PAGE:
Decorated trees are a staple of the holiday season. It just doesn’t feel like Christmas until a colorful, twinkling topiary adorns your living room. But did you know that your Christmas tree could pose a variety of hazards to your pets?
From needles and tree water to ornaments and electrical cords, here’s everything you need to know to keep your canine companions and feline friends safe this holiday season.
Pine & Fir Needles
Live Christmas trees shed their needles, and if your pet is a floor-grazer, they may ingest some. According to PetMD, pine and fir needles may cause “gastrointestinal irritation, obstruction, and puncture.” In addition, the needles still attached to the tree can cause corneal abrasions if your pet gets a bit too close.
The oils shed by popular holiday fir trees can irritate your pet’s mouth and stomach, potentially leading to excessive drooling or even vomiting.
Most people use plain water to keep their tree looking fresh until the New Year. However, this seemingly harmless water can pick up traces of bacteria and mold which can make your pet extremely sick.
Some folks also purchase commercial additives to help preserve their tree. These often contain fertilizer, some type of sugar, and occasionally fungicides. While not toxic to dogs and cats, Poison.org notes Christmas tree preservatives may cause upset stomach and vomiting.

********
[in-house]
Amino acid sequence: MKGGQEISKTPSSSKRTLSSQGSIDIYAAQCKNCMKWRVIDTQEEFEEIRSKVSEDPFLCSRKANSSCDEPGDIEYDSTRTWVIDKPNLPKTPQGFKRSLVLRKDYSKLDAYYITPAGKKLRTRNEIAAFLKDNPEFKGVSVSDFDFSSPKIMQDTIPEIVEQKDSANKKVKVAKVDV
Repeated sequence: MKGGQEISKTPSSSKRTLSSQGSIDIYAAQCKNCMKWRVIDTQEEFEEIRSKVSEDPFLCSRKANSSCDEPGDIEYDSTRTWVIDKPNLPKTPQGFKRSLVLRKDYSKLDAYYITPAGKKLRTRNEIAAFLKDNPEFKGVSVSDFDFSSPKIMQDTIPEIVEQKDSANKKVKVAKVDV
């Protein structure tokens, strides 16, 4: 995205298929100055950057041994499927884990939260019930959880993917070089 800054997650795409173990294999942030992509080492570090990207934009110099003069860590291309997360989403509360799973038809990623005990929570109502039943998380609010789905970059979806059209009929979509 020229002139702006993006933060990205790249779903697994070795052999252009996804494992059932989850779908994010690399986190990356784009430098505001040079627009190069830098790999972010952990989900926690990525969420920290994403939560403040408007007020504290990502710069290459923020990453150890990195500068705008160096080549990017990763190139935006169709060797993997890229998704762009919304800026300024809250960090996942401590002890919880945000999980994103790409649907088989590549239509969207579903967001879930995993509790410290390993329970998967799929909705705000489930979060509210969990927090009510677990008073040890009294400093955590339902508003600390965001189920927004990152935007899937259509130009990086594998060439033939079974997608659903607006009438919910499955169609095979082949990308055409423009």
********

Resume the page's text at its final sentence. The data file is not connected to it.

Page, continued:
And then there are those who use home recipes to keep their trees fresh. These concoctions may include lemon-lime soda, sugar, corn syrup, vinegar, aspirin, bleach, or even whiskey. When combined, bleach and vinegar or lemon juice form chlorine, a poisonous gas. Alcohol is also quite dangerous if ingested by pets, as is aspirin in large quantities.
“Even untreated water may cause problems, so don’t allow your dog access to the tree water. It’s best to cover the tree stand and water to prevent a dog from getting to it,” Jerry Klein, the chief veterinary officer at the American Kennel Club (AKC), told Fox News.
While holiday lights may potentially cause mild burns if they become too hot, the real hazard comes when dogs or cats chew on the wire. Injuries can range from mild electric shocks to severe burns to the mouth or even death.
“Chewing on an electric wire also can cause pulmonary edema (fluid in the lungs) which can be fatal,” Klein said.
Tinsel & Ornaments
Christmas tree decorations such as tinsel and ornaments carry their own risks. If ingested, these items can cause vomiting, diarrhea, and potentially life-threatening intestinal blockages. Cats are especially drawn to shiny, stringy tinsel. As Dr. Klein notes, surgery is often required to remove tinsel from feline intestines.
While real glass ornaments are beautiful, you may want to place them on the mantle or somewhere curious pets cannot get to them. Broken ornament pieces can cause lacerations to the paws, mouth or digestive tract. Pet parents should also avoid decorating their trees with edible items like popcorn and chocolate.
Those who prefer artificial trees should also be aware of the potential for accidents and injuries caused by lights, ornaments and tinsel. In addition, older trees may become brittle and break off in chunks. If ingested, these pieces of plastic or aluminum may cause lacerations to the mouth or intestinal blockages.
H/T to Fox News
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